- “Certain organisms such as Bacteroides fragilis are stimulated by bile acids and the activity of such bacteria may be decreased by the unavailability of bile acids bound to the resin [cholestyramine]. Secondly, certain bile acids exert a pronounced bactericidal effect at pH 5-6 and this decreases as the pH rises to 7-2 (Percy-Robb and Collee, 1972). ” 
Bottom line: this is a prescription drug which appears to work well when prescribed, typically for Irritable Bowel Syndrome with Diarrhea. It does impact growth of different bacteria and may shift the population closer to normal in CFS patients.
If your MD is willing to prescribe it for 12+ weeks, around 80% of CFS patients may see improvement. Of course, it would be nice to an actual study on CFS patients with microbiome samples done before and after.
In my last post, I gave a Cookbook based on PubMed articles and some surveys on this site. CFS patients often ask on support groups — what to take, and the quality of recommendations vary greatly! The ideal response or guidance for any supplement, probiotics or anti-infection agents would be:
- Probability of improvement
- Degree of improvement is often very subjective
- Probability of problems / deterioration
- Quantity taken (many pubmed studies have no effect seen until a certain dosage was reached)
IN this post I will list survey sites that I found and list items that were not included in the Cookbook or the Surveys. Items need at least 10 responses in the survey to be included
ME Association of UK 2010 Survey:
- CORTICOSTEROID eg HYDROCORTISONE: Better 33% Worst 21.6%
- THYROXINE: Better 41% Worst 10.8%
- MODAFINIL/PROVIGIL: Better 37% Worst 29.6%
- EICOSAPENTAENOIC AID (EPA) OMEGA 3 OIL: Better 36.3% Worst 4%
- L CARNITINE: Better 30.8% Worst 6.3%
- INOSINE PRANOBEX/ IMUNOVIR: Better 25.8% Worst 24.2%
- Enada/NADH: Better 19.9% Worst 16.8%
- EVENING PRIMROSE OIL: Better 28.4% Worst 5.4%
- EDTA (thylenediaminetetraacetic acid): 32.5% improved 12% worst
- my experience with getting a saline drip has been (short term): Better 72% Worst 0%
- low dosage naltrexone www.lowdosenaltrexone.org): Better 26% Worst 26%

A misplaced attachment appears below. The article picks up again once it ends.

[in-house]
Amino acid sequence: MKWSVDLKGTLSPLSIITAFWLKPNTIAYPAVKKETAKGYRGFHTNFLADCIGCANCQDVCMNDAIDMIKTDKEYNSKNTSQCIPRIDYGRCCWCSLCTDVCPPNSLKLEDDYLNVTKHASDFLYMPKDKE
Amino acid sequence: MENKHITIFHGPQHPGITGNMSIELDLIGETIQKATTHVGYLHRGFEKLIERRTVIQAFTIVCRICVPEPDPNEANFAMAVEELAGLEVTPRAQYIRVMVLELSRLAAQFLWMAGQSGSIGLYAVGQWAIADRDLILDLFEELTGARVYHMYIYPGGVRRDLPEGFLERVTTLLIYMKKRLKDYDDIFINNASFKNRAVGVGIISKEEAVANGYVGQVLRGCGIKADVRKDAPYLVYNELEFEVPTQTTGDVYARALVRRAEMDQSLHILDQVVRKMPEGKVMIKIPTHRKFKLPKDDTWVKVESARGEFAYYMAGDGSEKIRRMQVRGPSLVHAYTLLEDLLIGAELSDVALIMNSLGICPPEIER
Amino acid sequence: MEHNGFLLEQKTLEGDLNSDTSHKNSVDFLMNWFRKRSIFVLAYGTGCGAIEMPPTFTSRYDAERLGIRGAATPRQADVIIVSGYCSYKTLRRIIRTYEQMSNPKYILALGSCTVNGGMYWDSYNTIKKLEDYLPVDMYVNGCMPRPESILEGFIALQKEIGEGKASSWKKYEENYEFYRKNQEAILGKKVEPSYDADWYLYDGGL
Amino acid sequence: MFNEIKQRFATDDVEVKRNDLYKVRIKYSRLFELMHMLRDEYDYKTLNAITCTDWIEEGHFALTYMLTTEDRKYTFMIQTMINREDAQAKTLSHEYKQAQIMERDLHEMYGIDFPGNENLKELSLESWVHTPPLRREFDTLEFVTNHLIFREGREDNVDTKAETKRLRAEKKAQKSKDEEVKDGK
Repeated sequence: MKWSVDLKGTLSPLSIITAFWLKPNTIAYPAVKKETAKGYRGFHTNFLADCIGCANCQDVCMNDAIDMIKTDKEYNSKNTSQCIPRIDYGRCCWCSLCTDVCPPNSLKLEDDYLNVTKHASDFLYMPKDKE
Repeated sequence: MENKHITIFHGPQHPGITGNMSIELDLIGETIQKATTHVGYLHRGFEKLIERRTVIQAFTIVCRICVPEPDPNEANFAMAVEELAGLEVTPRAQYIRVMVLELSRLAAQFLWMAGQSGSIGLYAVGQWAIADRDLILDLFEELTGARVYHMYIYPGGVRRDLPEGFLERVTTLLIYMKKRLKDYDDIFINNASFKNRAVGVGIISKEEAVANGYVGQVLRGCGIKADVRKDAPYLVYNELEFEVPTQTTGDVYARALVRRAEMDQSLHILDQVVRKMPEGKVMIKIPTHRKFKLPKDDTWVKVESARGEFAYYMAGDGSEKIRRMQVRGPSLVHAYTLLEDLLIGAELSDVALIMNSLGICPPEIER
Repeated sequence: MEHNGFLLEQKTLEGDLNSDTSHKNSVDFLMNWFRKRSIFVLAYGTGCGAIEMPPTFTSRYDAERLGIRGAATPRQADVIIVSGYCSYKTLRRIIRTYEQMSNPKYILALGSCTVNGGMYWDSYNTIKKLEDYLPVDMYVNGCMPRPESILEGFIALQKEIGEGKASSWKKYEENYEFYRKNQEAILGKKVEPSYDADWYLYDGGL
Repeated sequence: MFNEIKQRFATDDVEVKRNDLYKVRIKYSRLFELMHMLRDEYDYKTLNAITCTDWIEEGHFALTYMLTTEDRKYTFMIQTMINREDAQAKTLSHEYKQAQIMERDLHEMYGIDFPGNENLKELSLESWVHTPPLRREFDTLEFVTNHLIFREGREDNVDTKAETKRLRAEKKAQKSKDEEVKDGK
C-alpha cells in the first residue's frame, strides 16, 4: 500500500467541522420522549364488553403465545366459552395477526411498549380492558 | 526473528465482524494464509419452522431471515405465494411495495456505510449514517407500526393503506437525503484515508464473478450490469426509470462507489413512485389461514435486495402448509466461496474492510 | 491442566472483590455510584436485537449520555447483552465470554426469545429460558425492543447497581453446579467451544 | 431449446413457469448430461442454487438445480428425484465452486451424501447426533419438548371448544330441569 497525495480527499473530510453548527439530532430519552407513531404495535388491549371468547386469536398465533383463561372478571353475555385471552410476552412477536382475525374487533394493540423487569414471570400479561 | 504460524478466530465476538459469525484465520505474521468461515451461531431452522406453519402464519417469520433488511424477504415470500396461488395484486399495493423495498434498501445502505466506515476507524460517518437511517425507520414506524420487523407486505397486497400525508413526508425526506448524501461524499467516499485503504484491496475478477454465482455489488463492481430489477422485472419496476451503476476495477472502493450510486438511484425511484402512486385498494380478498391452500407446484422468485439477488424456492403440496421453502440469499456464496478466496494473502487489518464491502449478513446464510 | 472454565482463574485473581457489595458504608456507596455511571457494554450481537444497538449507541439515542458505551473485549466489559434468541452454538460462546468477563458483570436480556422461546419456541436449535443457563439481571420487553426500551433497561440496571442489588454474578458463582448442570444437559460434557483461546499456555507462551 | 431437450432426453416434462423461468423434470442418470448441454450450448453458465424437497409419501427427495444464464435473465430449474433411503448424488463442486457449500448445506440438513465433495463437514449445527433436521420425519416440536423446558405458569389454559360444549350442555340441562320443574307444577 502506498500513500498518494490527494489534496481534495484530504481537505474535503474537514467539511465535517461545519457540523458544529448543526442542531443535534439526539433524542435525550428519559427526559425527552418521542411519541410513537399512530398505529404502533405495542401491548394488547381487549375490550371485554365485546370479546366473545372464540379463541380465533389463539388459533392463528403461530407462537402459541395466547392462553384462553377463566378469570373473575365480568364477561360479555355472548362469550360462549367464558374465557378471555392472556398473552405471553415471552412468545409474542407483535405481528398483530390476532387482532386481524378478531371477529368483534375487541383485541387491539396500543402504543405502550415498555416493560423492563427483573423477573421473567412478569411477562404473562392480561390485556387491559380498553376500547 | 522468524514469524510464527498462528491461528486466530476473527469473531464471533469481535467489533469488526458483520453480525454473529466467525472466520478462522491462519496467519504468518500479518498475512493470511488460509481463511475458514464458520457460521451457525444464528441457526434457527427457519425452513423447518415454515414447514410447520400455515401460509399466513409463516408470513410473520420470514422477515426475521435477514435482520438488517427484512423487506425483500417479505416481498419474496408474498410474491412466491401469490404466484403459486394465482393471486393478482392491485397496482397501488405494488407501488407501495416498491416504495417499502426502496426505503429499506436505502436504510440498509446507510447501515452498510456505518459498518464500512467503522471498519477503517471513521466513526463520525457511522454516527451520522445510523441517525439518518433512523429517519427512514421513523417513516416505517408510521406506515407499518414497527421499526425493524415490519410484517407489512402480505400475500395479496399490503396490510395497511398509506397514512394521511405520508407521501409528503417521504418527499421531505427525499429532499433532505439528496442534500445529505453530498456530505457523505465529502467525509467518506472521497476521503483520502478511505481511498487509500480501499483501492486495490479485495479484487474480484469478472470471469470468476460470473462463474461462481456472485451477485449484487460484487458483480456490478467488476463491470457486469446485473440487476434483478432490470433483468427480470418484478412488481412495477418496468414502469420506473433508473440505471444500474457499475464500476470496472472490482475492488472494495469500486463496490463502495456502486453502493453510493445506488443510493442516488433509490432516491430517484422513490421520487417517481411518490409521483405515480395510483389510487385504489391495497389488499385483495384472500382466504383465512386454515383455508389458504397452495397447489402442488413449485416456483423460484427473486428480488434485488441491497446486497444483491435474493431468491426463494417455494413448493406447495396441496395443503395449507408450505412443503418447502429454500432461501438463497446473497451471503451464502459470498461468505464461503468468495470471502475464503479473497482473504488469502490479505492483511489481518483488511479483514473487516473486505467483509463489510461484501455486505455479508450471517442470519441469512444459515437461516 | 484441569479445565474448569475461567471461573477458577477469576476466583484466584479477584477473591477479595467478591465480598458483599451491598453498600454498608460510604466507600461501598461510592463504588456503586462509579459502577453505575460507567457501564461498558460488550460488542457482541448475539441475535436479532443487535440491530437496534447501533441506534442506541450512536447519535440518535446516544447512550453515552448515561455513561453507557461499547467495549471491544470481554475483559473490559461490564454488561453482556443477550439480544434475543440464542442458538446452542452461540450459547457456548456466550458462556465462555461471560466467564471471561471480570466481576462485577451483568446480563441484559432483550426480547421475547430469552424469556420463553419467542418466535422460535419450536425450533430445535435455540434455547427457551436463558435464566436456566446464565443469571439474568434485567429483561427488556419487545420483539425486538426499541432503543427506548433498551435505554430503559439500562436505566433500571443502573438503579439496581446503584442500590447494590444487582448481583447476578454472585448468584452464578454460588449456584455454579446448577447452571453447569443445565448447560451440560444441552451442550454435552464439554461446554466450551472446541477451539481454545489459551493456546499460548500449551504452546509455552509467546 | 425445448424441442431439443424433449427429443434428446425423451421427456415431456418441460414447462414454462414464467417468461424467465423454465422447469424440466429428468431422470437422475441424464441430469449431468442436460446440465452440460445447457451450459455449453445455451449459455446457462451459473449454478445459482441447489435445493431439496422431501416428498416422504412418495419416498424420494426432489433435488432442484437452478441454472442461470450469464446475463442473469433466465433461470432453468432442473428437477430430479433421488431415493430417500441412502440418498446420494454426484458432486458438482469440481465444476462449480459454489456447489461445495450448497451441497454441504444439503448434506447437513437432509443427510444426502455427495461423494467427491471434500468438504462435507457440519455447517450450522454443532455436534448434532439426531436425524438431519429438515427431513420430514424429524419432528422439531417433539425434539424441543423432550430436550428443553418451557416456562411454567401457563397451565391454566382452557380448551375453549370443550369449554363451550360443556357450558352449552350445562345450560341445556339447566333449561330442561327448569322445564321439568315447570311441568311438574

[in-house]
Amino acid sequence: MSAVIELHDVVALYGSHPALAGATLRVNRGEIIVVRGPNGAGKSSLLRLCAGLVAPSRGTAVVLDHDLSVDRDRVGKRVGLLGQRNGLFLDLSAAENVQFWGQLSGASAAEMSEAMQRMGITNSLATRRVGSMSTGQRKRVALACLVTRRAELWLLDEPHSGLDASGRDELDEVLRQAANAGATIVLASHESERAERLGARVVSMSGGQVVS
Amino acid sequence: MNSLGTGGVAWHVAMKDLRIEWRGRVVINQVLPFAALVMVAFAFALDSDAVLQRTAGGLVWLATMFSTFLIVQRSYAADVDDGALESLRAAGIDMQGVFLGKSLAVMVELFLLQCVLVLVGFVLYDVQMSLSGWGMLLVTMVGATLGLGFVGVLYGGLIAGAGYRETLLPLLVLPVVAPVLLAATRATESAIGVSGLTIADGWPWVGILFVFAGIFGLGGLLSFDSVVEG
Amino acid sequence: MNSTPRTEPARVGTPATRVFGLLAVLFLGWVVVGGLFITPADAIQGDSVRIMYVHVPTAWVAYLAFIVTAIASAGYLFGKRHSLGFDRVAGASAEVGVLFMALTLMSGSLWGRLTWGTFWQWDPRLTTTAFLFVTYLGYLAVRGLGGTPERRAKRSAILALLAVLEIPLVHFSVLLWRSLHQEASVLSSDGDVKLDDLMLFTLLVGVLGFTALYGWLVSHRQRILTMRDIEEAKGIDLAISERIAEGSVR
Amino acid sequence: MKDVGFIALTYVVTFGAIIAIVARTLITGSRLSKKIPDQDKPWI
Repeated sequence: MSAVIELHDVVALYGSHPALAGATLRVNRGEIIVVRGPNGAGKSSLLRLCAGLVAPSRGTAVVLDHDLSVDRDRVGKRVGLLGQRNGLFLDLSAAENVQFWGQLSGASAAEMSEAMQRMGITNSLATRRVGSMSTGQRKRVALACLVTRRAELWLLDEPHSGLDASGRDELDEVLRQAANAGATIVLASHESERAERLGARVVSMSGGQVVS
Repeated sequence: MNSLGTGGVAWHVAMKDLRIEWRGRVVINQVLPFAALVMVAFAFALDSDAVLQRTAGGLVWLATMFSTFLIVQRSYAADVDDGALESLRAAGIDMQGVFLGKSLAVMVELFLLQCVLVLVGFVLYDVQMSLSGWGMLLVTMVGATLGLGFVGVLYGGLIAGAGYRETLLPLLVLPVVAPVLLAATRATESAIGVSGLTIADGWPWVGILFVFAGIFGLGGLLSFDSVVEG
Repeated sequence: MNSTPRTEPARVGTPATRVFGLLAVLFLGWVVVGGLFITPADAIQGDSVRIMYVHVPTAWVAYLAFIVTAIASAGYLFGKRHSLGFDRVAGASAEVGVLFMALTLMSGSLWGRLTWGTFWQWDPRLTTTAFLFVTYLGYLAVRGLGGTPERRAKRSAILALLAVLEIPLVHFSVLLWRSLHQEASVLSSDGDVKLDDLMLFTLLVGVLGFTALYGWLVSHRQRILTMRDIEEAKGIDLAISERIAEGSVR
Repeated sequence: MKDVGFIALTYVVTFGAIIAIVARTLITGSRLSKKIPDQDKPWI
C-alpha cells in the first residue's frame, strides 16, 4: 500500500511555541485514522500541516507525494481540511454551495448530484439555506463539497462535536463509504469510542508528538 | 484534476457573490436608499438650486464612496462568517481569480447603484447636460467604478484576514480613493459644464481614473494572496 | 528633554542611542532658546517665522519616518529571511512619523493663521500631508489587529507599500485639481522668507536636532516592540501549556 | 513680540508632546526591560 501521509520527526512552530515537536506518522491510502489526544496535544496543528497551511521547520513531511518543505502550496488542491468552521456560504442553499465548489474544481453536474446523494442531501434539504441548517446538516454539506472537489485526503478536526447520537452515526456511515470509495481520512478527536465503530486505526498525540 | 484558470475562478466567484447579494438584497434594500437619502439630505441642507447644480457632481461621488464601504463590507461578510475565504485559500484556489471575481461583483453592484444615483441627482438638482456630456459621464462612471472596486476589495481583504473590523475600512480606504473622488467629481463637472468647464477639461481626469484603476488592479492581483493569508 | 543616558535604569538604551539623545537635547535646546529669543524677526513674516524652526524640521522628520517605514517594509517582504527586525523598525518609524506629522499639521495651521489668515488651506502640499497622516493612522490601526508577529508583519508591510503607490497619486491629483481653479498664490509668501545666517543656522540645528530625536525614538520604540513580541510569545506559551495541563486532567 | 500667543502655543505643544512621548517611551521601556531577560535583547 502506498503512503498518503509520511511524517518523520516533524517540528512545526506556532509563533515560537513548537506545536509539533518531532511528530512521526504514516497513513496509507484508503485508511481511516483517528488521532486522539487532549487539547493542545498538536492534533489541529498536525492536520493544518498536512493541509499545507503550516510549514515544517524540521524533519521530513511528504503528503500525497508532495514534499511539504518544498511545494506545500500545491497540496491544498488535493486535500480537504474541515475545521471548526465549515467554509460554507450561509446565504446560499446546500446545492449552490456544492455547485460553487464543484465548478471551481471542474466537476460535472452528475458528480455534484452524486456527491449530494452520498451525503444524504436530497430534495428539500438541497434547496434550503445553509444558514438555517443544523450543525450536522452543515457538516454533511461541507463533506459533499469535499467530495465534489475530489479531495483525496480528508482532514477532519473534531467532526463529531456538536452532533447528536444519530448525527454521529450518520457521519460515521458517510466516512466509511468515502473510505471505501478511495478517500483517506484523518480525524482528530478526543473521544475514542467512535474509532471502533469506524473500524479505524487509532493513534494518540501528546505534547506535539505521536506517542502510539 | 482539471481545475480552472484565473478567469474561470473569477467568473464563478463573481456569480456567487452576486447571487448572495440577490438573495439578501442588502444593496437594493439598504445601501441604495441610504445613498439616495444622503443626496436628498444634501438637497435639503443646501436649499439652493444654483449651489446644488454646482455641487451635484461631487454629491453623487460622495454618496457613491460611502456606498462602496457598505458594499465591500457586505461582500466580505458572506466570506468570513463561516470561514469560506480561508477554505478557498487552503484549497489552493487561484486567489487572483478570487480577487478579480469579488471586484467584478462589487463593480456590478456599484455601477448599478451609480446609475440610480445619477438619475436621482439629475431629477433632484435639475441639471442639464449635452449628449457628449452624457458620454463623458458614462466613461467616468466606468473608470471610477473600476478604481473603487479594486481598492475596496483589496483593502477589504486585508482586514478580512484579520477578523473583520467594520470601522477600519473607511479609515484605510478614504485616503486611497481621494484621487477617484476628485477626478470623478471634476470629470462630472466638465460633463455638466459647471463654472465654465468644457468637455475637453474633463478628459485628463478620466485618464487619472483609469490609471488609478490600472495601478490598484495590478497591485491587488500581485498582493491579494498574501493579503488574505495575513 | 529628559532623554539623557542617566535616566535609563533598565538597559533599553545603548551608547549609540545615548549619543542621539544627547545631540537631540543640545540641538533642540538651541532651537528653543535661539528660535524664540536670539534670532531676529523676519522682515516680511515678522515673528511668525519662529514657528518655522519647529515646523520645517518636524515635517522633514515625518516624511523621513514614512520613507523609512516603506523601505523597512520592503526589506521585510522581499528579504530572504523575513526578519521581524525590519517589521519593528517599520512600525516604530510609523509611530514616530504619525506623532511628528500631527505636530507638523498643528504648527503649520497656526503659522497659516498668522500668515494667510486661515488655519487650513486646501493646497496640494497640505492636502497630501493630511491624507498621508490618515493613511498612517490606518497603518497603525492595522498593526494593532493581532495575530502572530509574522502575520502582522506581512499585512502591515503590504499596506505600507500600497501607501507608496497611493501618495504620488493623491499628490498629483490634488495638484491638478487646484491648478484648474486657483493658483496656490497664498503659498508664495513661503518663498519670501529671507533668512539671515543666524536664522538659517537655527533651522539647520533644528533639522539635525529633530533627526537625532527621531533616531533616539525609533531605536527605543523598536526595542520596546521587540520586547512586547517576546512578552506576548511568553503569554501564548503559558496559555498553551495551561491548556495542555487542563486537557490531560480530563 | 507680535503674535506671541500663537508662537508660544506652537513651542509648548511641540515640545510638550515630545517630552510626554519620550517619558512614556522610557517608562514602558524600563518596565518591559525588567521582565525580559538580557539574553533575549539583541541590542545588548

- ImmunoPro (non-denatured whey): Better: 47% Worst 24%
- Alfred Blasi protocol (http://health.groups.yahoo.com/group/Al fredblasiprotocolFMSCFS/ ): Better: 46% Worst: 11%
- Salt/C Protocol (http: www.lymephotos.com): Better 36% Worst: 12%
- Gookinaid: Better: 54% Worst: 46%
- the Hemex Protocol (anticoagulants, ISAC panel Mocha Panel): Better: 48% Worst: 27%
- Cholestyramine: Better: 58% Worst: 8%
- Coconut Oil: Better: 81% Worst: 6%
- Probiotics (not specific): Better: 69% Worst: 0%
- B Vitamins: Better: 69% Worst 0%
- B12: Better 59%, Worst 5%
- Folic Acid or Methylfolate: Better 40% Worst 15%
- NADH: Better 27%, Worst 9%
- Vitamin C: Better: 66% Worst 0%
- Vitamin D: Better 54%, Worst 14%
- Magnesium (Not Epsom Salts): Better: 74% Worst 6%
- Epsom Salts (Magnesium Sulfate): Better: 92% Worst 0%
- Calcium: Better 25%, Worst 17%
- Sea Salt: Better: 83% Worst 0%
- Selenium: Better 60%,Worst 10%
- Zinc: Better 56%, Worst 6%
- Digestive Enzymes: Better: 55% Worst 6%
- Garlic: Better: 50%, Worst 0%
- Turmeric/Curcumin: Better 60%, Worst 7%
- Dehydroepiandrosterone (DHEA): Better 60% ,Worst 10%
- Omega 3 (No Particular Oil): Better 47%, Worst 0%
- N-Acetyl-L-Cysteine (NAC): Better 60%, Worst 13%
- Spirulina: Better 40% , Worst 0%
- Co-enzyme Q10 or Ubiquinol: Better 55%, Worst 19%
- Melatonin: Better 56%, Worst 20%
- Acetyl-L-Carnitine (ALC): Better 48%,Worst 9%
- D-Ribose: Better 51% , Worst 18%
- Evening Primrose Oil: Better 38%, Worst 8%
- Ginkgo: Better 45% , Worst 18%
- Milk Thistle: Better 46% , Worst 23%
- Valerian: Better 64% , Worst 29%
- Chocolate or Cocoa: Better 48% , Worst 24%
- Ginseng (American or Asian/Korean/Panax or Siberian): Better 25%, Worst 8%
- 5-HTP: Better 33% , Worst 40%
- Echinacea: Better 6%, Worst 25%
If you know of additional surveys/polls please pass their URL along.
A lot of items are sitting around 50% for helping… so the first choice should be items with a low percentage of harming (i.e. 10% or less…) and at least a 50% for helping.. This gives a 5:1 risk factor. The top picks from above are:
- Zero risk of worst
- Saline Drip – usually not practical
- Sea Salt
- Magnesium Sulfate
- Probiotics (any)
- Vitamin C
- High benefit to risk ratio ( with > 50% of being better)
- 13.5 Coconut Oil
- 12 B12
- 8.6 Turmeric/Curcumin:
- 7.25 Cholestyramine:
- 7 Zinc
- 6 Selenium
- 6 Dehydroepiandrosterone (DHEA):
Dosages? Most of the surveys do not say anything about dosages. I know a few dosages from studies, cited in this post. My rule of thumb is that the dosage on bottles are not-therapeutic dosages, and do not consider mal-absorption seen in CFS/FM/IBS. Take vitamin B1 (thiamine) as an example: This 2013 study found no improvement below 1500 mg/day and then a major improvement. The typical B1 dosage is: